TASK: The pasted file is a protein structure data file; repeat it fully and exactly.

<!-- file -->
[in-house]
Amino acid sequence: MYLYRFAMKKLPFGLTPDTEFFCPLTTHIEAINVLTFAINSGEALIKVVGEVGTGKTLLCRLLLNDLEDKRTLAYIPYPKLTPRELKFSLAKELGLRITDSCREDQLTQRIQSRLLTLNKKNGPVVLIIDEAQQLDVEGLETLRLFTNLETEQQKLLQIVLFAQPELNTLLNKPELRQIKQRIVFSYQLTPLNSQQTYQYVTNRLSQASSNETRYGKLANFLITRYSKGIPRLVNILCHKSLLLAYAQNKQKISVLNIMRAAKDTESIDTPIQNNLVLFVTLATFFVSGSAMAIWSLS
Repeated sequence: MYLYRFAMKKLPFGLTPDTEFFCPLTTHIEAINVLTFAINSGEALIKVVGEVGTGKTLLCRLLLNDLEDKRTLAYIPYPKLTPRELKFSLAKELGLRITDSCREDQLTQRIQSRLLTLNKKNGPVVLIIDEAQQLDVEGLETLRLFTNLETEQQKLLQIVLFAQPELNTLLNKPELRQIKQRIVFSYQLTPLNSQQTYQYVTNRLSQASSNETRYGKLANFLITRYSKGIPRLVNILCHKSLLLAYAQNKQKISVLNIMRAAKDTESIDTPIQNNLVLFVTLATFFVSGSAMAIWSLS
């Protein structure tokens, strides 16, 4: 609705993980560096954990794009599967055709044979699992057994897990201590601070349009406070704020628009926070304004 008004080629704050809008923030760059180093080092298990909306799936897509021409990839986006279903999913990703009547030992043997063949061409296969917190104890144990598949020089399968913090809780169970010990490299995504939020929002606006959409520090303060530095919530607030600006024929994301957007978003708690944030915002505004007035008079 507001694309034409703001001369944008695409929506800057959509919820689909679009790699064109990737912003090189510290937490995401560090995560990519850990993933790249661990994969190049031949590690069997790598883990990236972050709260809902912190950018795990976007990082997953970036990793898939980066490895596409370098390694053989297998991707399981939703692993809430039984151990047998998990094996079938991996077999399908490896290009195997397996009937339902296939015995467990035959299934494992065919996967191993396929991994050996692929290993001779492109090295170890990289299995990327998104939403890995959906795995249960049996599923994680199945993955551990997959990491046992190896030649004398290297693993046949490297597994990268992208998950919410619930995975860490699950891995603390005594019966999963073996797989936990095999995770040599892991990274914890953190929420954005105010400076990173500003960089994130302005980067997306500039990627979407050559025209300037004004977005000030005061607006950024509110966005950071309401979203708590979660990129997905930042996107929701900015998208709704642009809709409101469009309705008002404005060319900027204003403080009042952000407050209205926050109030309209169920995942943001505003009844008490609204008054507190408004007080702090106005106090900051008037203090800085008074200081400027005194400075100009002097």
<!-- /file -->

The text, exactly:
[in-house]
Amino acid sequence: MYLYRFAMKKLPFGLTPDTEFFCPLTTHIEAINVLTFAINSGEALIKVVGEVGTGKTLLCRLLLNDLEDKRTLAYIPYPKLTPRELKFSLAKELGLRITDSCREDQLTQRIQSRLLTLNKKNGPVVLIIDEAQQLDVEGLETLRLFTNLETEQQKLLQIVLFAQPELNTLLNKPELRQIKQRIVFSYQLTPLNSQQTYQYVTNRLSQASSNETRYGKLANFLITRYSKGIPRLVNILCHKSLLLAYAQNKQKISVLNIMRAAKDTESIDTPIQNNLVLFVTLATFFVSGSAMAIWSLS
Repeated sequence: MYLYRFAMKKLPFGLTPDTEFFCPLTTHIEAINVLTFAINSGEALIKVVGEVGTGKTLLCRLLLNDLEDKRTLAYIPYPKLTPRELKFSLAKELGLRITDSCREDQLTQRIQSRLLTLNKKNGPVVLIIDEAQQLDVEGLETLRLFTNLETEQQKLLQIVLFAQPELNTLLNKPELRQIKQRIVFSYQLTPLNSQQTYQYVTNRLSQASSNETRYGKLANFLITRYSKGIPRLVNILCHKSLLLAYAQNKQKISVLNIMRAAKDTESIDTPIQNNLVLFVTLATFFVSGSAMAIWSLS
């Protein structure tokens, strides 16, 4: 609705993980560096954990794009599967055709044979699992057994897990201590601070349009406070704020628009926070304004 008004080629704050809008923030760059180093080092298990909306799936897509021409990839986006279903999913990703009547030992043997063949061409296969917190104890144990598949020089399968913090809780169970010990490299995504939020929002606006959409520090303060530095919530607030600006024929994301957007978003708690944030915002505004007035008079 507001694309034409703001001369944008695409929506800057959509919820689909679009790699064109990737912003090189510290937490995401560090995560990519850990993933790249661990994969190049031949590690069997790598883990990236972050709260809902912190950018795990976007990082997953970036990793898939980066490895596409370098390694053989297998991707399981939703692993809430039984151990047998998990094996079938991996077999399908490896290009195997397996009937339902296939015995467990035959299934494992065919996967191993396929991994050996692929290993001779492109090295170890990289299995990327998104939403890995959906795995249960049996599923994680199945993955551990997959990491046992190896030649004398290297693993046949490297597994990268992208998950919410619930995975860490699950891995603390005594019966999963073996797989936990095999995770040599892991990274914890953190929420954005105010400076990173500003960089994130302005980067997306500039990627979407050559025209300037004004977005000030005061607006950024509110966005950071309401979203708590979660990129997905930042996107929701900015998208709704642009809709409101469009309705008002404005060319900027204003403080009042952000407050209205926050109030309209169920995942943001505003009844008490609204008054507190408004007080702090106005106090900051008037203090800085008074200081400027005194400075100009002097």